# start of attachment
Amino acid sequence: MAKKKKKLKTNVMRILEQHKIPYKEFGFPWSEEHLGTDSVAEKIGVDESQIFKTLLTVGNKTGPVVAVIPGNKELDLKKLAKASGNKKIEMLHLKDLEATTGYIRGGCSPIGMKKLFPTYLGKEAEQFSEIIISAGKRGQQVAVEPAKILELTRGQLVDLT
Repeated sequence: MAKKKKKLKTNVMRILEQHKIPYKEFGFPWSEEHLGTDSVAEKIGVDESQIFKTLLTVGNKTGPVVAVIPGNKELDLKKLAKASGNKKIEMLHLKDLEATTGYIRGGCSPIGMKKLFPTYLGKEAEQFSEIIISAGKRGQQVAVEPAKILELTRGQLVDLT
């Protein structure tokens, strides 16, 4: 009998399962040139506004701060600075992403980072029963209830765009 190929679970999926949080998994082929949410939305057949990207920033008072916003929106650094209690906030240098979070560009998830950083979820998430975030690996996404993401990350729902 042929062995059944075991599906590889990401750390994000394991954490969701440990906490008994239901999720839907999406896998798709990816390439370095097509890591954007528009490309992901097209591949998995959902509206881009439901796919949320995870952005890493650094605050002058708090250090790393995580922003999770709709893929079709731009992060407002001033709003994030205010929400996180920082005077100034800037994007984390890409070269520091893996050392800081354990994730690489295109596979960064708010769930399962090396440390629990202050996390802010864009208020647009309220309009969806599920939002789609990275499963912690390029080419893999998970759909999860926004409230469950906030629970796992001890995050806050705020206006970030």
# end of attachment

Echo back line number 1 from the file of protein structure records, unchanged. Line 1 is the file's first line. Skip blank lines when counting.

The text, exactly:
Amino acid sequence: MAKKKKKLKTNVMRILEQHKIPYKEFGFPWSEEHLGTDSVAEKIGVDESQIFKTLLTVGNKTGPVVAVIPGNKELDLKKLAKASGNKKIEMLHLKDLEATTGYIRGGCSPIGMKKLFPTYLGKEAEQFSEIIISAGKRGQQVAVEPAKILELTRGQLVDLT